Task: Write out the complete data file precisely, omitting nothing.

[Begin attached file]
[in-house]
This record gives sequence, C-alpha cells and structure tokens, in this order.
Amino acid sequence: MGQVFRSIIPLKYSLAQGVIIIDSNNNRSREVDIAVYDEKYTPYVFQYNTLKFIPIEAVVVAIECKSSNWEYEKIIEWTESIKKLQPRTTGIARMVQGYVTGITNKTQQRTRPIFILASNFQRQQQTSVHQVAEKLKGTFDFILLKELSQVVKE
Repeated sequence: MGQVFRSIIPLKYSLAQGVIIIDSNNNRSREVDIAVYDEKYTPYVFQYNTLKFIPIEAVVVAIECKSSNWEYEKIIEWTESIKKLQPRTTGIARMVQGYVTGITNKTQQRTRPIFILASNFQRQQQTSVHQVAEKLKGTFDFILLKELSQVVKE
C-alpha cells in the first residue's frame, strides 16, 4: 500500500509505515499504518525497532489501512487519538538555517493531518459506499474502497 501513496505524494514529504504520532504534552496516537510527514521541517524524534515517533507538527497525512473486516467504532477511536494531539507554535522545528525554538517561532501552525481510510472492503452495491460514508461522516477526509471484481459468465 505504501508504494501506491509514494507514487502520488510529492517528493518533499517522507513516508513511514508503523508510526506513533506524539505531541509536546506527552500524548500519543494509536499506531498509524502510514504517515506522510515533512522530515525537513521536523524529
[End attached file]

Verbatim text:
[in-house]
This record gives sequence, C-alpha cells and structure tokens, in this order.
Amino acid sequence: MGQVFRSIIPLKYSLAQGVIIIDSNNNRSREVDIAVYDEKYTPYVFQYNTLKFIPIEAVVVAIECKSSNWEYEKIIEWTESIKKLQPRTTGIARMVQGYVTGITNKTQQRTRPIFILASNFQRQQQTSVHQVAEKLKGTFDFILLKELSQVVKE
Repeated sequence: MGQVFRSIIPLKYSLAQGVIIIDSNNNRSREVDIAVYDEKYTPYVFQYNTLKFIPIEAVVVAIECKSSNWEYEKIIEWTESIKKLQPRTTGIARMVQGYVTGITNKTQQRTRPIFILASNFQRQQQTSVHQVAEKLKGTFDFILLKELSQVVKE
C-alpha cells in the first residue's frame, strides 16, 4: 500500500509505515499504518525497532489501512487519538538555517493531518459506499474502497 501513496505524494514529504504520532504534552496516537510527514521541517524524534515517533507538527497525512473486516467504532477511536494531539507554535522545528525554538517561532501552525481510510472492503452495491460514508461522516477526509471484481459468465 505504501508504494501506491509514494507514487502520488510529492517528493518533499517522507513516508513511514508503523508510526506513533506524539505531541509536546506527552500524548500519543494509536499506531498509524502510514504517515506522510515533512522530515525537513521536523524529